• complication (complications)
NOUN A complication is a problem or difficulty that makes a situation harder to deal with.
■ The age difference was a complication to the relationship.
■ An added complication is the growing concern for the environment.

crisis (crises)
NOUN A crisis is a situation in which something or someone is affected by one or more very serious problems.
■ Natural disasters have obviously contributed to the continent’s economic crisis.
■ children’s illnesses or other family crises
■ someone to turn to in moments of crisis

dilemma (dilemmas)
NOUN A dilemma is a difficult situation in which you have to choose between two or more alternatives.
■ Many Muslim women face the terrible dilemma of having to choose between employment and their Islamic garb.
■ The issue raises a moral dilemma.

predicament (predicaments)
NOUN If you are in a predicament, you are in an unpleasant situation that is difficult to get out of.
■ The decision will leave her in a peculiar predicament.
■ The army was at last realizing its predicament.

Verbs associated with problems:

damage (damages, damaging, damaged)
VERB To damage something means to cause it to become less good, pleasant, or successful.
■ Jackson doesn’t want to damage his reputation as a political personality.
■ He warned that the action was damaging the economy.

deteriorate (deteriorates, deteriorating, deteriorated)
VERB If something deteriorates, it becomes worse in some way.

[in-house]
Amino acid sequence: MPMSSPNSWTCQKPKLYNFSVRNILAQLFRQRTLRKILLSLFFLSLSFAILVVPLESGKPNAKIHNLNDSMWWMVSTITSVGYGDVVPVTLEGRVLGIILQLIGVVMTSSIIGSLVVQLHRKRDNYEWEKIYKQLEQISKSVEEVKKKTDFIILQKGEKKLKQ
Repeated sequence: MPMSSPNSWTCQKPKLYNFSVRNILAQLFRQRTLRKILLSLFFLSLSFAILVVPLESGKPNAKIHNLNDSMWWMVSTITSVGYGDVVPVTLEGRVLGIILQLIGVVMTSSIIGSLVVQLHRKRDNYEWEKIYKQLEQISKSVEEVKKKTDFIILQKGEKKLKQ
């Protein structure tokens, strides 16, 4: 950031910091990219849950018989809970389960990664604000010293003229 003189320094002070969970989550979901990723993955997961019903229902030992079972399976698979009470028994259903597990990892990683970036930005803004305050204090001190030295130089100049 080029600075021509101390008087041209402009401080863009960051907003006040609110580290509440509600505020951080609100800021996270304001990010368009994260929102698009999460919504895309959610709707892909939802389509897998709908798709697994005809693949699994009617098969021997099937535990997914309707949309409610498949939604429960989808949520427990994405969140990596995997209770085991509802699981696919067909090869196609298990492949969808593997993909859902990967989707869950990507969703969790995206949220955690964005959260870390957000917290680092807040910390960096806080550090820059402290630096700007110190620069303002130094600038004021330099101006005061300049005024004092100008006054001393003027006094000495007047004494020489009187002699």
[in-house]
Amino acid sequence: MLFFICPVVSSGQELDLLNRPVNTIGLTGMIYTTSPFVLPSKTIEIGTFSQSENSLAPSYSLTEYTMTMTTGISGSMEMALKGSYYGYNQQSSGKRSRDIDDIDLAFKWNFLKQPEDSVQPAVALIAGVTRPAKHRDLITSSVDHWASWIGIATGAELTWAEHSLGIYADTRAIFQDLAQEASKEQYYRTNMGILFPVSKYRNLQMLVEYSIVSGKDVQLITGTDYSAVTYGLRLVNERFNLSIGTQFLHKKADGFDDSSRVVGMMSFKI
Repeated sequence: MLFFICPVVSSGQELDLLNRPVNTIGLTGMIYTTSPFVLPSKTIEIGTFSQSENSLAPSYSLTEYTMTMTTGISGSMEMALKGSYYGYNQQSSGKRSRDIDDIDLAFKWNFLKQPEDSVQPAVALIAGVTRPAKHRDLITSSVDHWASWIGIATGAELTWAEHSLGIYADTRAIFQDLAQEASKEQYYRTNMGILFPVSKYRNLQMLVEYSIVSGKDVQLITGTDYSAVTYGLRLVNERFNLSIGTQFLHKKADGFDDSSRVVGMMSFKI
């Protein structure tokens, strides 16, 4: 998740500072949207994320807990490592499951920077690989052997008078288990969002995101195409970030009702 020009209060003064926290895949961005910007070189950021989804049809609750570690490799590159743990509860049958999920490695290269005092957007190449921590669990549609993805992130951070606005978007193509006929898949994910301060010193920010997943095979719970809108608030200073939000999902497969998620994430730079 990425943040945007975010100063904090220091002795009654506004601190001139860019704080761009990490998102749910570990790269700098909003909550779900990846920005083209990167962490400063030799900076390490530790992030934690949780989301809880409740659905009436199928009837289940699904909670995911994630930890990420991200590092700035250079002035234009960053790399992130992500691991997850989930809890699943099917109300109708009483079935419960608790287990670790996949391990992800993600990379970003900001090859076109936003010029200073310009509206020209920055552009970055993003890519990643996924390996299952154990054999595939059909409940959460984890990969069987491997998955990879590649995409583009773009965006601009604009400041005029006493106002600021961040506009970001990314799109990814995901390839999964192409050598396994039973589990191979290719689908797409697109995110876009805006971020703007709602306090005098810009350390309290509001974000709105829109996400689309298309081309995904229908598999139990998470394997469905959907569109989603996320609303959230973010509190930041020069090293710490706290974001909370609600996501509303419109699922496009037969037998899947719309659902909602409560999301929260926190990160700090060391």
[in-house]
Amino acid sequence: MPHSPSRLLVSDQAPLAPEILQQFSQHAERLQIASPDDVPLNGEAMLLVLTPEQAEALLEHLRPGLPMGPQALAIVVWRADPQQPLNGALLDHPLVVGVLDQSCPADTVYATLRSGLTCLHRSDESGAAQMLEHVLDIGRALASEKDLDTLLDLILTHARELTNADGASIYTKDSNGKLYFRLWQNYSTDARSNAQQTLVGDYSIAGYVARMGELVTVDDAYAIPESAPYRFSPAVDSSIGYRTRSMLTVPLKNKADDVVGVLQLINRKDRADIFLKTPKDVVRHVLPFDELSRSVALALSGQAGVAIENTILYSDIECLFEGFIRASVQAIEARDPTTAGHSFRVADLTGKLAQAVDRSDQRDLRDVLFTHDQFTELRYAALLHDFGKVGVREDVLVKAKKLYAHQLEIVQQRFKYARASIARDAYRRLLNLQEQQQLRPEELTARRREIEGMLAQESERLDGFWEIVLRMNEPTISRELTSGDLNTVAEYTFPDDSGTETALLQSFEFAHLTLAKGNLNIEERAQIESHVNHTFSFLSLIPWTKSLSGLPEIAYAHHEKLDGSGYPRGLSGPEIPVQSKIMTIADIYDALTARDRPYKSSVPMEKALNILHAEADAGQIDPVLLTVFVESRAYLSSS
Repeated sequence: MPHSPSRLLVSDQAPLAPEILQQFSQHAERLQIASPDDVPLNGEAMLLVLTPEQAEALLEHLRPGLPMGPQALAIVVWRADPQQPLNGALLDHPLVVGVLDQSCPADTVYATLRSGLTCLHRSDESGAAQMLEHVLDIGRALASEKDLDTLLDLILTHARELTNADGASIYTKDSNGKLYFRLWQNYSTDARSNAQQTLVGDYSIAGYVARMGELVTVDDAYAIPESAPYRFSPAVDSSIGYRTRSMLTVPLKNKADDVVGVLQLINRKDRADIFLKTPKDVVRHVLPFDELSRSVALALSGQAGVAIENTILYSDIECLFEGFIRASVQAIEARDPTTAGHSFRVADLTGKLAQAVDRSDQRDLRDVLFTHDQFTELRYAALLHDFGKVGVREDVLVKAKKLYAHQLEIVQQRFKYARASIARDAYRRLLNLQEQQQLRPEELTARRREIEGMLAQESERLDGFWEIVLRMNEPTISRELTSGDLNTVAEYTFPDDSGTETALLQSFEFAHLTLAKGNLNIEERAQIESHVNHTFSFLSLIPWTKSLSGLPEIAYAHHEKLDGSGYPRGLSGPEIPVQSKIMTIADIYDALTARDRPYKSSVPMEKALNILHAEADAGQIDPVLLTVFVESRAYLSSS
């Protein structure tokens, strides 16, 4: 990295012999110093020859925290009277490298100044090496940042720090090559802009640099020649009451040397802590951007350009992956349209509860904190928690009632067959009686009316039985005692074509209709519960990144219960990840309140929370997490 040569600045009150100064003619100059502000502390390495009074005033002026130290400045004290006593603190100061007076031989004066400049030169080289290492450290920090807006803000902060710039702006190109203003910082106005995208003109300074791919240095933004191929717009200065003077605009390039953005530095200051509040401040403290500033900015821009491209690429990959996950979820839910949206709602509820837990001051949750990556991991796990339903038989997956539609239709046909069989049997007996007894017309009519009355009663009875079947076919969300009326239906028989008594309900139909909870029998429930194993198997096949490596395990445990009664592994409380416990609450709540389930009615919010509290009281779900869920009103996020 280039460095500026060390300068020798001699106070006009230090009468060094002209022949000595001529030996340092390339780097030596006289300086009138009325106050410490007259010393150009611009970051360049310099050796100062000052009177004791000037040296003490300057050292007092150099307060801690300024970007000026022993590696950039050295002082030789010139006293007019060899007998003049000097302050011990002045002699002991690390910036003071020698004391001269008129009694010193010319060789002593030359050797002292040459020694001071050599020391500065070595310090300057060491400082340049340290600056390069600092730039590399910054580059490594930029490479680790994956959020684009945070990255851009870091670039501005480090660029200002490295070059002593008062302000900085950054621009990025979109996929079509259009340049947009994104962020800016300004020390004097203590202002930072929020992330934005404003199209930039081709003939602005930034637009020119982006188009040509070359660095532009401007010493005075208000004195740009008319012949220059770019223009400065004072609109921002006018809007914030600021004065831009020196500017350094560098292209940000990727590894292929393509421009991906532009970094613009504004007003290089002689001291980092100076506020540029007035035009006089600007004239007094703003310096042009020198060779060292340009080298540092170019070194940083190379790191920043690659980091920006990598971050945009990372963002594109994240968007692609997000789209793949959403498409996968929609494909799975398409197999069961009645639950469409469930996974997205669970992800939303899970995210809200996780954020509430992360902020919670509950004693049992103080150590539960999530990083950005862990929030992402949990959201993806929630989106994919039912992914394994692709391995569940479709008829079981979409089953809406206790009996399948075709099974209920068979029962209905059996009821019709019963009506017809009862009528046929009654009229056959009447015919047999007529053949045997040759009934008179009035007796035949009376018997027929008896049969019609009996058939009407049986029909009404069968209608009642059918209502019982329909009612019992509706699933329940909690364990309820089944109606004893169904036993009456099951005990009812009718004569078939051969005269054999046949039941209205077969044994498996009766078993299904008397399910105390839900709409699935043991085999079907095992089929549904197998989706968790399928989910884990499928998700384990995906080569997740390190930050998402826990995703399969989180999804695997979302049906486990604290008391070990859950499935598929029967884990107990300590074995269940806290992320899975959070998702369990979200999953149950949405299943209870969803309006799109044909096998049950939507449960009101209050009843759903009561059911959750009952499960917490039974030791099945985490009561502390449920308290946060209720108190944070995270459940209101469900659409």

■ [+ into] There are fears that the situation might deteriorate into fullscale war.
■ [V-ing] Surface transport has become less and less viable with deteriorating road conditions.
■ Relations between the two countries steadily deteriorated.

Verbs associated with solutions:

address (addresses, addressing, addressed)
VERB If you address a problem or task, you try to understand it or deal with it.
■ Mr King sought to address those fears when he spoke at the meeting.
■ US policy has failed to adequately address this problem.

alleviate (alleviates, alleviating, alleviated)
VERB If you alleviate pain suffering or an unpleasant condition, you make it less intense or severe.
[FORMAL]
■ Nowadays a great deal can be done to alleviate back pain.
■ Part of his job is to develop programs to alleviate homelessness.

approach (approaches, approaching, approached)
VERB When you approach a task, problem, or situation in a particular way, you deal with it or think about it in that way.
■ The Bank has approached the issue in a practical way.
■ Employers are interested in how you approach problems.

eradicate (eradicates, eradicating, eradicated)
VERB To eradicate something means to get rid of it completely.
[FORMAL]
■ They are already battling to eradicate illnesses such as malaria and tetanus.
■ [+ in] Vaccination has virtually eradicated anthrax in the developed world.
■ a campaign that genuinely sought to eradicate poverty

intervene (intervenes, intervening, intervened)
VERB If you intervene in a situation, you become involved in it and try to change it.
■ The situation calmed down when police intervened.
■ [+ in] The Government is doing nothing to intervene in the crisis.

react (reacts, reacting, reacted)
VERB When you react to something that has happened to you, you behave in a particular way because of it.
■ [+ to] They reacted violently to the news.
■ It’s natural to react with disbelief if your child is accused of bullying.